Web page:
Thursday, July 12, 2007

Designing for Global Markets

GE Chairman and CEO Jeffrey Immelt offered up this week’s nugget at a gathering of Indian Institutes of Technology (IIT) graduates in California’s Santa Clara Convention Center. During a wide-ranging address, Immelt characterized three generations of technology business: the past, in which developed-world companies designed for mature markets; the present, with developed-world companies tapping emerging-market manufacturing and personnel resources to deliver products and services to mature markets; and the future, when developing-world companies design and sell products and services to mature markets.

Vital Wave Consulting wondered why Immelt’s three generations each ended with mature-market (rather than global) buyers, when GE’s revenues from emerging markets are projected to grow from $10 billion to $50 billion between 2000 and 2010. Last year, nearly 20% of the company’s $163 billion in revenues came from emerging markets, and revenue in these markets rose 14% in the first quarter of 2007. Emerging markets already represent the fastest growing markets for global technology companies, and overall revenue potential in these regions will soon overtake that of mature technology markets. For GE and other technology companies, a more accurate description of the third generation of technology business is global companies designing for global markets, not just the developed world.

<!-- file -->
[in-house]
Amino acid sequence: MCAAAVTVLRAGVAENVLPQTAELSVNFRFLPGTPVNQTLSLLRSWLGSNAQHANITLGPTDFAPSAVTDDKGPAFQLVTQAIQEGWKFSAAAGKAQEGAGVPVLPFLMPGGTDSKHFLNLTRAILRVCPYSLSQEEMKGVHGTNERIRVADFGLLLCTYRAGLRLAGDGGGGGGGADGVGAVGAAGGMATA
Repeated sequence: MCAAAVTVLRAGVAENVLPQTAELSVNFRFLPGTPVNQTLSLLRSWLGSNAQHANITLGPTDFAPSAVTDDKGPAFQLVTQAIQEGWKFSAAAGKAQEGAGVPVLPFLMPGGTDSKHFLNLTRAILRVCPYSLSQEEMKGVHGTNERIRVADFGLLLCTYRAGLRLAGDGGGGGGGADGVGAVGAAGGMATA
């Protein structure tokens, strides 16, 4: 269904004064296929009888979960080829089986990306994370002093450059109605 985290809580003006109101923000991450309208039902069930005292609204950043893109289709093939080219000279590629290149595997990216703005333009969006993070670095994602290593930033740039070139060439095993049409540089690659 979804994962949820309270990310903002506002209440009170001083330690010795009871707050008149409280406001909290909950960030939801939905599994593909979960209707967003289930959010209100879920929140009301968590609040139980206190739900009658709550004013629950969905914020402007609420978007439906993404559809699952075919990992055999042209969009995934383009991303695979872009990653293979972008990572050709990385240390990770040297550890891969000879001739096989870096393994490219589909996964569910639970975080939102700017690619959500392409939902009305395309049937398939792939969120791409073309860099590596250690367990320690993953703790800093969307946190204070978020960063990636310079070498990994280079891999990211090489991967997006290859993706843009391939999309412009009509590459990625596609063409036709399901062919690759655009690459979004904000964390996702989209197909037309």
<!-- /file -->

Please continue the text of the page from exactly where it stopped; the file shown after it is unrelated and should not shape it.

Immelt’s audience of primarily Indian-born engineers, eager to compete in the world’s most advanced markets, was receptive to his suggestions. Successfully designing for the developing world, however, presents a worthy challenge and, in the long-run, larger rewards. Business trends suggest that companies based in developing countries will not only be selling into mature markets, they will also be designing for emerging markets around the world. With lower cost structures, technical expertise, and a broader understanding of global problems, emerging-market entrepreneurs may bring a richer set of solutions to local challenges. Multinational corporations, however, retain the advantage of global scale. To lead in developing countries, they must develop effective strategies to design for the world’s growing mass markets. First, however, they must acknowledge that the market opportunity is global and that, if they don’t act fast, their counterparts in developing countries will.

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